of a twilight type sleep. This test confirmed that the there is a blockage of the mesenteric artery and it is
causing the blood to back to have to use alternate pathways. This peripheral circulation is causing an
increase in pressure known as portal hypertension. The auxiliary pathways are enlarged and under stress
the issue with this is it could cause internal bleeding. They also placed a catheter in my jugular vein and thread
it down into the area being tested to check the amount of pressure being created by this issue. Even though
I didnít feel either of these procedures, it still makes me squeamish to think about it.

The $100,000 question is why? They donít really know. They sent me to see a hematologist, and he doesnít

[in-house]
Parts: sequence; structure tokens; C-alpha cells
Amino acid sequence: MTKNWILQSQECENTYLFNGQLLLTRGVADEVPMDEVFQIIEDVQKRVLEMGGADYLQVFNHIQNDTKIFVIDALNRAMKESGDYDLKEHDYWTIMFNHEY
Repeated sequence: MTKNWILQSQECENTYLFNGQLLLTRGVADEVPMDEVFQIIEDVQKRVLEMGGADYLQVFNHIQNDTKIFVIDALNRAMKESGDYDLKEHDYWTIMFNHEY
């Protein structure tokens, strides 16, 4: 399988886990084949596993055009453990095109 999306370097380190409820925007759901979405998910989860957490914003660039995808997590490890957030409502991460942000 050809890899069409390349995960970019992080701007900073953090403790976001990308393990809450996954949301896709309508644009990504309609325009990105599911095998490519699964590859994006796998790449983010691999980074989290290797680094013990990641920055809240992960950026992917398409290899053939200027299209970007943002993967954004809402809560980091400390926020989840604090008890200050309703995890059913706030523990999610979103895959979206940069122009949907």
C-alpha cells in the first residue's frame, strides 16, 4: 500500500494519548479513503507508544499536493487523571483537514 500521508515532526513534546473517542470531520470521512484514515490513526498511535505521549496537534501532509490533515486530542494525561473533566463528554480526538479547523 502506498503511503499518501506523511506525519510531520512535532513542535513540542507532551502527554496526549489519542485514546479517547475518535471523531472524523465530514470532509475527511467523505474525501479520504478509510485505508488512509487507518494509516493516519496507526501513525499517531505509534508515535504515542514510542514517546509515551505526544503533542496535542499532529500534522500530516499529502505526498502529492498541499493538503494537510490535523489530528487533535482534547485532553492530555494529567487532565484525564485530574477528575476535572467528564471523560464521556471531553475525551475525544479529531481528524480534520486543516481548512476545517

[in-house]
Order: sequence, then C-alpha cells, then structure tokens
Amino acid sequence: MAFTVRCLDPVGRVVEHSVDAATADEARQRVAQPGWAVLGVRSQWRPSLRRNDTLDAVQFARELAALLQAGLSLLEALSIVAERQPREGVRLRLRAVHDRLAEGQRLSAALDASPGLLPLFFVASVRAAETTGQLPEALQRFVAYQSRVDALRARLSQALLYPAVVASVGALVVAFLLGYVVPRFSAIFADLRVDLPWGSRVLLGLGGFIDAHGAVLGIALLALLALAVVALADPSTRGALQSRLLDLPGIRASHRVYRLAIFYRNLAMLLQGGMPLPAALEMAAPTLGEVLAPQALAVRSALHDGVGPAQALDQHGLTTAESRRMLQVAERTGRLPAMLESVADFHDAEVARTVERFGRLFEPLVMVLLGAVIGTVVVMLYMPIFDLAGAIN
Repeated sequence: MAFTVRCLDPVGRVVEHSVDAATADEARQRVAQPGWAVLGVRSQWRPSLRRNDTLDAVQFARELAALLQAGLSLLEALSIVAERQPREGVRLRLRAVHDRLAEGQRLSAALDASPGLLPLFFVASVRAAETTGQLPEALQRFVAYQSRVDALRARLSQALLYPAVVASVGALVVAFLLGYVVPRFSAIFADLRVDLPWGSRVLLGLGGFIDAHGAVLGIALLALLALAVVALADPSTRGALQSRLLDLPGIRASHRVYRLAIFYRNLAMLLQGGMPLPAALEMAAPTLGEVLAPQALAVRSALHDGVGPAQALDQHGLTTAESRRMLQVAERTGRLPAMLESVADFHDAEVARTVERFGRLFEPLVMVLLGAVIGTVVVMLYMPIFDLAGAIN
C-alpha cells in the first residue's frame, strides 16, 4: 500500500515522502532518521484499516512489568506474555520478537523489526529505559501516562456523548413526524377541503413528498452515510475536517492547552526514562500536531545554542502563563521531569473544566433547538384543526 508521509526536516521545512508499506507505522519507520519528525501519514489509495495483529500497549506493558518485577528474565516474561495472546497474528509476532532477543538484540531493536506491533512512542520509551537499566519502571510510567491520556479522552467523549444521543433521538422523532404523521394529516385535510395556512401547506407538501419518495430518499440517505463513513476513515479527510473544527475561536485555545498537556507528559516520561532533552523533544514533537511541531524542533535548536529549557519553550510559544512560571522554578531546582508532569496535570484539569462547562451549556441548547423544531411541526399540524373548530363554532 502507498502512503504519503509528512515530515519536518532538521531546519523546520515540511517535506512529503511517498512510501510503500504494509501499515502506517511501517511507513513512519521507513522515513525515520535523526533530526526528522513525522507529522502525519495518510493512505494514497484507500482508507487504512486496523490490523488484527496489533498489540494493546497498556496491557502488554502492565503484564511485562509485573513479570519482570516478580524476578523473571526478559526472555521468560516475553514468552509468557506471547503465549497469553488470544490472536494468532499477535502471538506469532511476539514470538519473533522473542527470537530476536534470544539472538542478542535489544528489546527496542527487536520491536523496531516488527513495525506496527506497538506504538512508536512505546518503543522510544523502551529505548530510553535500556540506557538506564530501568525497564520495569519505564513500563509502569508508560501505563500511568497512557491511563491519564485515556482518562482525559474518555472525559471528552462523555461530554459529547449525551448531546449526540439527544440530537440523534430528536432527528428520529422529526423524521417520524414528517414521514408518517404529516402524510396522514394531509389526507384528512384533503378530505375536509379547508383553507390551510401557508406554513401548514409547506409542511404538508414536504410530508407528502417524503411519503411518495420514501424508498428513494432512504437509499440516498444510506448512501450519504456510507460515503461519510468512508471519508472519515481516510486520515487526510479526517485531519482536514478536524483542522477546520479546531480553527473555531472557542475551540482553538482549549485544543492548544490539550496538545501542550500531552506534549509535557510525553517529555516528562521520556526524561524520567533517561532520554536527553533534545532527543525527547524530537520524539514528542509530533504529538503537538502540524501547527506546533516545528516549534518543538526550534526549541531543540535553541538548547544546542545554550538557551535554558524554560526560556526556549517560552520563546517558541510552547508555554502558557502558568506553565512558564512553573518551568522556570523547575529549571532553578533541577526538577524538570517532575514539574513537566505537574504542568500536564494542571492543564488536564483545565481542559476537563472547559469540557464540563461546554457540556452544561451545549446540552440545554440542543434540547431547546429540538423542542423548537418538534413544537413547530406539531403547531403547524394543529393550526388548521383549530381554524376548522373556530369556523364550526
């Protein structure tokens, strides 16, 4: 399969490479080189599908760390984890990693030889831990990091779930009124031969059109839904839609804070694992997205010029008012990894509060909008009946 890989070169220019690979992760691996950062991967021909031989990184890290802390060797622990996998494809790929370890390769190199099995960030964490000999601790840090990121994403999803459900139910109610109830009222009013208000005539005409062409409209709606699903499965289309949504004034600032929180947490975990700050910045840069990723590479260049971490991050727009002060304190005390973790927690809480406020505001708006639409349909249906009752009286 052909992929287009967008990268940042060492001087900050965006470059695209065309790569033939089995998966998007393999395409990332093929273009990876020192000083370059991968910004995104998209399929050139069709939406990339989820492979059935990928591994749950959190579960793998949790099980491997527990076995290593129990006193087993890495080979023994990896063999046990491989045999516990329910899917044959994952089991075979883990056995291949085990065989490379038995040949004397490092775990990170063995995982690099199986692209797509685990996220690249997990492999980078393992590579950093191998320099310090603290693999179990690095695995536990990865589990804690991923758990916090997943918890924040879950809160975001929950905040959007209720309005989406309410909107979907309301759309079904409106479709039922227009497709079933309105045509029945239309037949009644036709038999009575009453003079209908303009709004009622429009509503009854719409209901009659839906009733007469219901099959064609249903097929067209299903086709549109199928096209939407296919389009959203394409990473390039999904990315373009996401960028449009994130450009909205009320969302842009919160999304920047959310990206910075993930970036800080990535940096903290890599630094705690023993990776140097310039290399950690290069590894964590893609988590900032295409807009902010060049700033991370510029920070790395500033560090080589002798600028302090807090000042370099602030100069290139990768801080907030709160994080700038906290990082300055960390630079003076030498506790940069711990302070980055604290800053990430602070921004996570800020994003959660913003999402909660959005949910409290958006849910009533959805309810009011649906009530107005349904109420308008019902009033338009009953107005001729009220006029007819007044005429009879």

think it is a blood clotting issue. I do have two genes that are mutated and say Iím predisposed to clotting issues
but none of the testing they have done actually show that I have any clotting issues. Additionally he said that this
has been going on for a while, because it takes time for the peripheral circulation to get to the condition it is in.
He thinks that it is more likely to have been caused by one of the abdominal surgeries I had. Either the cancer
surgery or the weight loss surgery. He is leaning towards it being caused during the weight loss surgery, as they didn't see it on an earlier CT scan done during the time between the cancer surgery and the WLS but it does appear after the WLS.  The good news is I wonít have to go on blood thinners, at least not at this time.

So now Iím waiting to hear whatís next. The doctor who did the Angiogram said they may want to put a coil
into the area of they portal hypertension to try and reduce the pressures. So anyhow thatís what I know so far.